You’re like wildwood at the edge of a city.
And I’m the city: steam, sirens, a jumble
of lit and unlit windows in the night.
You’re the land as it must have been
and will be—before me, after me.
It’s your natural openness
I want to enfold me. But then
you’d become city; or you’d hide
away your wildness to save it.
So I stay within limits—city limits,
heart limits. Although, under everything,
I have felt unlimited earth. Unlimited you.
I’m a responsible man, and so
they load me up. Seems they think
I’m a truck with a big engine,
thick tires, strong shock absorbers:
a little gas, some water, battery acid—
they think it keeps me happy.
But it happens I’m also a lamp
with a chimney of glass
and a bellyful of golden spice-oil.
It happens my tongue is a wick,
and when the longing
flames out from my furnace heart,
I speak, and those who listen
burn. Or I don’t speak:
I swallow the fire,
and it sinks down writhing
in my scrotum like some demon.
It’s that demon who lights my way.
The demon they name if they mention me.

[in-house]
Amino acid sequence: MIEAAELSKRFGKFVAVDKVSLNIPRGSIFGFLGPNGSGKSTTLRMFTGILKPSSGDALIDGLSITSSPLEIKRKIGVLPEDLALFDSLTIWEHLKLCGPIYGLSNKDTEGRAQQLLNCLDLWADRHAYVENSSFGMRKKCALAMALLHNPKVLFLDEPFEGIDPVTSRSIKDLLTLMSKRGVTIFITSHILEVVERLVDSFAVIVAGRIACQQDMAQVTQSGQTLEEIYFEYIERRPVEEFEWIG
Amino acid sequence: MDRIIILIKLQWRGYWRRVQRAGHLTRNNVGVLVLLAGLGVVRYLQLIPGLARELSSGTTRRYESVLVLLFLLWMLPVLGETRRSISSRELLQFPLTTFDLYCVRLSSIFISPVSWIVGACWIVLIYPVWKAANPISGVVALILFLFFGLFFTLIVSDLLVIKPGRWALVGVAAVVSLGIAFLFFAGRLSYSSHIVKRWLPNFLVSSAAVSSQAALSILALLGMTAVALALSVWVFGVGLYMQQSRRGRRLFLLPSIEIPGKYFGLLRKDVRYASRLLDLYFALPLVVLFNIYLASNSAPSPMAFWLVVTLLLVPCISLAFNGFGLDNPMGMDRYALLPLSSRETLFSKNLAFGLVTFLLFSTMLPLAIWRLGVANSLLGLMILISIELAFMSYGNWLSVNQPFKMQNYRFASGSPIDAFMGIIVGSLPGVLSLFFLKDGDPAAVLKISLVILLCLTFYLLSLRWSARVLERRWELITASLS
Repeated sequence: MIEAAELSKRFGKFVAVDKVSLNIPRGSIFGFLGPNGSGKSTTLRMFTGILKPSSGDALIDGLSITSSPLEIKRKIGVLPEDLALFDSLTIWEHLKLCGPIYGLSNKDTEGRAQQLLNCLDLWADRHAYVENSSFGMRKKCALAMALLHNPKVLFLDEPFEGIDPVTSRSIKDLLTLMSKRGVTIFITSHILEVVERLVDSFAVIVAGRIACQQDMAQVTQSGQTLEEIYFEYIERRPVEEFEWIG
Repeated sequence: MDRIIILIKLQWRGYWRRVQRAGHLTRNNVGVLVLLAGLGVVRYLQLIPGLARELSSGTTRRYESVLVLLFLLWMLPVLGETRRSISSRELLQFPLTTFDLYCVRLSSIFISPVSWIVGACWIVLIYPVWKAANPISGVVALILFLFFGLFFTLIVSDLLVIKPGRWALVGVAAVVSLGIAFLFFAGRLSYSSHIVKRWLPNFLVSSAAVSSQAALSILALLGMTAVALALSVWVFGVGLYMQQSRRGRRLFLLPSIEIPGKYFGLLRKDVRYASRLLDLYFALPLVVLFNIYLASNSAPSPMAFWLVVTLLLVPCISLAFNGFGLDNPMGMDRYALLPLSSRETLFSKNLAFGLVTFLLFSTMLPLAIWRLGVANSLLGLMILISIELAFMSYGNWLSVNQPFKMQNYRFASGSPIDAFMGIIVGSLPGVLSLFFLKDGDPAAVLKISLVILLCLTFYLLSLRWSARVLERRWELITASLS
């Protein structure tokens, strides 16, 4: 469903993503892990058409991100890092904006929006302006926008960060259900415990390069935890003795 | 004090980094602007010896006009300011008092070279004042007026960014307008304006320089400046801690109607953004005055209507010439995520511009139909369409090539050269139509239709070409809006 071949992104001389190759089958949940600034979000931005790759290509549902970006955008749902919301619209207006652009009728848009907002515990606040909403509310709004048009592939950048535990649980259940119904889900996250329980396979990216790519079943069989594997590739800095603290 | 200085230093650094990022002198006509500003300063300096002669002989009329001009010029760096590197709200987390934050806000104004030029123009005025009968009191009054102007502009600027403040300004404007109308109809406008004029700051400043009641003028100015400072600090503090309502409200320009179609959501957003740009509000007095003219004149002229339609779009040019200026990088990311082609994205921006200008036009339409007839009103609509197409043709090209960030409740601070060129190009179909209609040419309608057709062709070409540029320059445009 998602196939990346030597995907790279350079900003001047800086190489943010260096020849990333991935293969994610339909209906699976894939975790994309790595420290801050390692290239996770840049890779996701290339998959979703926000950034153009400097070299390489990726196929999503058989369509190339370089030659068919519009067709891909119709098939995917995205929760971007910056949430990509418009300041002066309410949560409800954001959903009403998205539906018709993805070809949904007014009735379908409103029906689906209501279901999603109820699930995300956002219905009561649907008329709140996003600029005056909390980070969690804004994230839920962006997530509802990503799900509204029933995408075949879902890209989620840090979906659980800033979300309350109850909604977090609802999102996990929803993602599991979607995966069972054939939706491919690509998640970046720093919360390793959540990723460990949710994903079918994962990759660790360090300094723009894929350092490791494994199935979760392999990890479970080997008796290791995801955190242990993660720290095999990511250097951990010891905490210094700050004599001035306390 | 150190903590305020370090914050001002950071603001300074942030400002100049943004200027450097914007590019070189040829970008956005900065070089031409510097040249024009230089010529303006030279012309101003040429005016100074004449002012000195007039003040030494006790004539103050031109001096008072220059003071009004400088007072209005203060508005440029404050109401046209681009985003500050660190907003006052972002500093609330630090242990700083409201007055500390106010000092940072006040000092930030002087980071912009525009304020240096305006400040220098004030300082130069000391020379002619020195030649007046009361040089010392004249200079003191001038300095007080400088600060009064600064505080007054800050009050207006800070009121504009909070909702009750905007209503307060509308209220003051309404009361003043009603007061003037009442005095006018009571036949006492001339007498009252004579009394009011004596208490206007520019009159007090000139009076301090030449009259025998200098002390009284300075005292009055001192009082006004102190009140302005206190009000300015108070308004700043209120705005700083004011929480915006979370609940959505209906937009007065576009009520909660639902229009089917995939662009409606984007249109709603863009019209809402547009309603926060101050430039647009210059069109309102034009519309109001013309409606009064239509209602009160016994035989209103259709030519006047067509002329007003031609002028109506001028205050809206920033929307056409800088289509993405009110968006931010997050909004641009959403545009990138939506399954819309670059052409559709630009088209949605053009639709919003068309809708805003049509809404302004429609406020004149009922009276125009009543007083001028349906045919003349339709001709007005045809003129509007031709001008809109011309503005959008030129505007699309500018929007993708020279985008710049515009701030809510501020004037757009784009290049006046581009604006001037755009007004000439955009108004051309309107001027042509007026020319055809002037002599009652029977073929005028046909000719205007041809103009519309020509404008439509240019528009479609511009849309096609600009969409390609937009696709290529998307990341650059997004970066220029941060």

The demon who drives me around in circles,
roaring like hell, eating my own sweet dust.
CROSSING THE RIVER
The sky, after last night’s wind, is bright
as the eyes of a child who’s learned a new song,
and she comes to her father crying, “Listen!”
So he listens. He attends. But it’s hard:
to hear what she hears, he must learn to love.
I noticed a woman on the bus one day. A red
birth-shadow flared across her left cheek.
She saw me staring; we each looked down;
the aisle became an impassable river.
If we’d talked? Oh, I’d never have risked
telling her what had first crossed my mind:
“I’ll bet it tastes like strawberries.”
Strawberries offer their seeds
frankly, not folded away in the core.
My eight-year-old likes them with cream,
a dust of sugar. They taste so good
that she can’t keep from singing,
though her cheek’s plump with fruit—
which I ought to remind her isn’t polite.
But I listen instead. I attend. I am
learning how to hear the beauty she hears
as she sings with her sweet mouth full.
AS THE LATE SEPTEMBER DUSK COMES DOWN
In the grassy slush of the Fall’s
first snow, my son, age three,
is dancing. He’s dancing
this boot-heavy jig for joy—
or simply to drive out the ache
of an idle day indoors. He stamps
oblongs in the lumpy whiteness,
now and again gives a shout
made of steam. Then he halts
by the sagging apple tree
and stands a while, head back,
gazing through the ruined fruit,
into the failing light. Sure,
I should call him in. But I want
to savor that glad, forgiving look
that glows on his upturned face.